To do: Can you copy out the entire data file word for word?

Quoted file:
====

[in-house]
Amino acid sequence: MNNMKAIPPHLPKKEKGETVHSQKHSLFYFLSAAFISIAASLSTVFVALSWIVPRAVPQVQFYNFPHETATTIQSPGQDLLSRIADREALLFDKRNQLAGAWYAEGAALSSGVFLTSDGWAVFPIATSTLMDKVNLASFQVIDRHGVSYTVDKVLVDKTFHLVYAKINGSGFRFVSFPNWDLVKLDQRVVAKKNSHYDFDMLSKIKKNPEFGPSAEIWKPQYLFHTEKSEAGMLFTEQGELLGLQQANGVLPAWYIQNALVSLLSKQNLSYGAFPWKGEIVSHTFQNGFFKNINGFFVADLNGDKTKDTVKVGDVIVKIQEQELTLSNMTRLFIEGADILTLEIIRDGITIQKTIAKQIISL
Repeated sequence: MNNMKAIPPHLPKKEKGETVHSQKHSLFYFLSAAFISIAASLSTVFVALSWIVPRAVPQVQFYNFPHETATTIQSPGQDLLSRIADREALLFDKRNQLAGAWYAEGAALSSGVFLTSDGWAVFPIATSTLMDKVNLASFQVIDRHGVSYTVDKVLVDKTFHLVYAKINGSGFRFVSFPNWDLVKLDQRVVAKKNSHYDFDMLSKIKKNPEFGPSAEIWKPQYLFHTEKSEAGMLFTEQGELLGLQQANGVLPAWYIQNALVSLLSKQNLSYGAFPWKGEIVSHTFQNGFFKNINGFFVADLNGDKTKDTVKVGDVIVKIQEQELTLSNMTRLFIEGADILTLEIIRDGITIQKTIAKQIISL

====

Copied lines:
[in-house]
Amino acid sequence: MNNMKAIPPHLPKKEKGETVHSQKHSLFYFLSAAFISIAASLSTVFVALSWIVPRAVPQVQFYNFPHETATTIQSPGQDLLSRIADREALLFDKRNQLAGAWYAEGAALSSGVFLTSDGWAVFPIATSTLMDKVNLASFQVIDRHGVSYTVDKVLVDKTFHLVYAKINGSGFRFVSFPNWDLVKLDQRVVAKKNSHYDFDMLSKIKKNPEFGPSAEIWKPQYLFHTEKSEAGMLFTEQGELLGLQQANGVLPAWYIQNALVSLLSKQNLSYGAFPWKGEIVSHTFQNGFFKNINGFFVADLNGDKTKDTVKVGDVIVKIQEQELTLSNMTRLFIEGADILTLEIIRDGITIQKTIAKQIISL
Repeated sequence: MNNMKAIPPHLPKKEKGETVHSQKHSLFYFLSAAFISIAASLSTVFVALSWIVPRAVPQVQFYNFPHETATTIQSPGQDLLSRIADREALLFDKRNQLAGAWYAEGAALSSGVFLTSDGWAVFPIATSTLMDKVNLASFQVIDRHGVSYTVDKVLVDKTFHLVYAKINGSGFRFVSFPNWDLVKLDQRVVAKKNSHYDFDMLSKIKKNPEFGPSAEIWKPQYLFHTEKSEAGMLFTEQGELLGLQQANGVLPAWYIQNALVSLLSKQNLSYGAFPWKGEIVSHTFQNGFFKNINGFFVADLNGDKTKDTVKVGDVIVKIQEQELTLSNMTRLFIEGADILTLEIIRDGITIQKTIAKQIISL